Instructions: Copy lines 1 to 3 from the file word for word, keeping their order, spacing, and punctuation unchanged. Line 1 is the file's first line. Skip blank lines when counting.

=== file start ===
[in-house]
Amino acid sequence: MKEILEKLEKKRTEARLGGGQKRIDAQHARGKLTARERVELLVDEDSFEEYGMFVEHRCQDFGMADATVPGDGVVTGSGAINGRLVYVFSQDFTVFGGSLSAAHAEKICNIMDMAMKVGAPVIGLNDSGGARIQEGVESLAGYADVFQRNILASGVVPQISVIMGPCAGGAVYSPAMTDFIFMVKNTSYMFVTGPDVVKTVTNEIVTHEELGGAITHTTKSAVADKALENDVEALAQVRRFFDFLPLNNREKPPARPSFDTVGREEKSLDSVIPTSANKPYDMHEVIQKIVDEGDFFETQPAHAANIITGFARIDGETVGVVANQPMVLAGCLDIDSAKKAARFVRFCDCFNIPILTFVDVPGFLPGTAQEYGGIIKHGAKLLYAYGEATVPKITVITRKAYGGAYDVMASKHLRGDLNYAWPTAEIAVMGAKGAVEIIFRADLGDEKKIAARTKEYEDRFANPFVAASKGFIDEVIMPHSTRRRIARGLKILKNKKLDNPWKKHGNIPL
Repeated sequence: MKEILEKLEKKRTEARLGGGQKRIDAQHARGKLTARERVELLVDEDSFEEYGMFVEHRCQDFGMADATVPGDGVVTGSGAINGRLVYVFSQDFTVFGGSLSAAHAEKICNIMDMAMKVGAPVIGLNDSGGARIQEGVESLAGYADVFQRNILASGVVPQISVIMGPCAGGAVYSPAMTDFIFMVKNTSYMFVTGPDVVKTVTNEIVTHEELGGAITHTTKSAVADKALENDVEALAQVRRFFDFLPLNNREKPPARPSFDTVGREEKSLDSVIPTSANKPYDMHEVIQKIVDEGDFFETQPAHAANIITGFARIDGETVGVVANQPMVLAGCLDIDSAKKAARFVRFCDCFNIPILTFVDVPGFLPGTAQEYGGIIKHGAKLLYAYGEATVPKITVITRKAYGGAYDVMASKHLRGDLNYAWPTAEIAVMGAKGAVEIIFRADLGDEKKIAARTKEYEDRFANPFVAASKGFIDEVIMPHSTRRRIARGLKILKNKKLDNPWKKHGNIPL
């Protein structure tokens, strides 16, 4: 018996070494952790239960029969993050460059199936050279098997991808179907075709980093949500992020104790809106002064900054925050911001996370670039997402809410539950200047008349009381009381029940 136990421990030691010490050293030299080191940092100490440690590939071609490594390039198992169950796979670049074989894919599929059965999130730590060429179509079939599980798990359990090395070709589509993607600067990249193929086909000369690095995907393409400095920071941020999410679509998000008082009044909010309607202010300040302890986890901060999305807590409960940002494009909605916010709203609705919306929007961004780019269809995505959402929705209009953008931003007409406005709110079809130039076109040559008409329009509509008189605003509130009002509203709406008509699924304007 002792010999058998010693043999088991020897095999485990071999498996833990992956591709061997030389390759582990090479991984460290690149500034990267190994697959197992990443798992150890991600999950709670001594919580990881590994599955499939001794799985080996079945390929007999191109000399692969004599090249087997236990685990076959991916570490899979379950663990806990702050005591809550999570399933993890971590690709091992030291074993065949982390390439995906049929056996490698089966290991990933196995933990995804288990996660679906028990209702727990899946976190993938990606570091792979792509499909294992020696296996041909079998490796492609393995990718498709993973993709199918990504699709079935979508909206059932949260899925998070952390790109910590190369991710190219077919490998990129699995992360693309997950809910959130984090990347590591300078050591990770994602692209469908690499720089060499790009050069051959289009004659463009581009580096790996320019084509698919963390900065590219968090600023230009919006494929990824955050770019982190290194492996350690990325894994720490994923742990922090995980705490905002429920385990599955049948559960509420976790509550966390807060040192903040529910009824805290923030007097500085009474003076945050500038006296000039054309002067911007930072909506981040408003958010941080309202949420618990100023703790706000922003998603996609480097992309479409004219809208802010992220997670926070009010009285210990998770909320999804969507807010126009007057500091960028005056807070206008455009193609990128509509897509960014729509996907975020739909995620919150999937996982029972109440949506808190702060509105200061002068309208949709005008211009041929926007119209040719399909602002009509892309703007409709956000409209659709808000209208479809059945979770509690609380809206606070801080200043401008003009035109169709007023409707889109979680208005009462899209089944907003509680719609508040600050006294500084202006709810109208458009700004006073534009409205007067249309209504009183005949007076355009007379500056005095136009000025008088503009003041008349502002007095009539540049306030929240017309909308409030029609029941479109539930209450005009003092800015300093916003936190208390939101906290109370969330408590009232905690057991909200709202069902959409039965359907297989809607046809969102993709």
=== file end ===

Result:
[in-house]
Amino acid sequence: MKEILEKLEKKRTEARLGGGQKRIDAQHARGKLTARERVELLVDEDSFEEYGMFVEHRCQDFGMADATVPGDGVVTGSGAINGRLVYVFSQDFTVFGGSLSAAHAEKICNIMDMAMKVGAPVIGLNDSGGARIQEGVESLAGYADVFQRNILASGVVPQISVIMGPCAGGAVYSPAMTDFIFMVKNTSYMFVTGPDVVKTVTNEIVTHEELGGAITHTTKSAVADKALENDVEALAQVRRFFDFLPLNNREKPPARPSFDTVGREEKSLDSVIPTSANKPYDMHEVIQKIVDEGDFFETQPAHAANIITGFARIDGETVGVVANQPMVLAGCLDIDSAKKAARFVRFCDCFNIPILTFVDVPGFLPGTAQEYGGIIKHGAKLLYAYGEATVPKITVITRKAYGGAYDVMASKHLRGDLNYAWPTAEIAVMGAKGAVEIIFRADLGDEKKIAARTKEYEDRFANPFVAASKGFIDEVIMPHSTRRRIARGLKILKNKKLDNPWKKHGNIPL
Repeated sequence: MKEILEKLEKKRTEARLGGGQKRIDAQHARGKLTARERVELLVDEDSFEEYGMFVEHRCQDFGMADATVPGDGVVTGSGAINGRLVYVFSQDFTVFGGSLSAAHAEKICNIMDMAMKVGAPVIGLNDSGGARIQEGVESLAGYADVFQRNILASGVVPQISVIMGPCAGGAVYSPAMTDFIFMVKNTSYMFVTGPDVVKTVTNEIVTHEELGGAITHTTKSAVADKALENDVEALAQVRRFFDFLPLNNREKPPARPSFDTVGREEKSLDSVIPTSANKPYDMHEVIQKIVDEGDFFETQPAHAANIITGFARIDGETVGVVANQPMVLAGCLDIDSAKKAARFVRFCDCFNIPILTFVDVPGFLPGTAQEYGGIIKHGAKLLYAYGEATVPKITVITRKAYGGAYDVMASKHLRGDLNYAWPTAEIAVMGAKGAVEIIFRADLGDEKKIAARTKEYEDRFANPFVAASKGFIDEVIMPHSTRRRIARGLKILKNKKLDNPWKKHGNIPL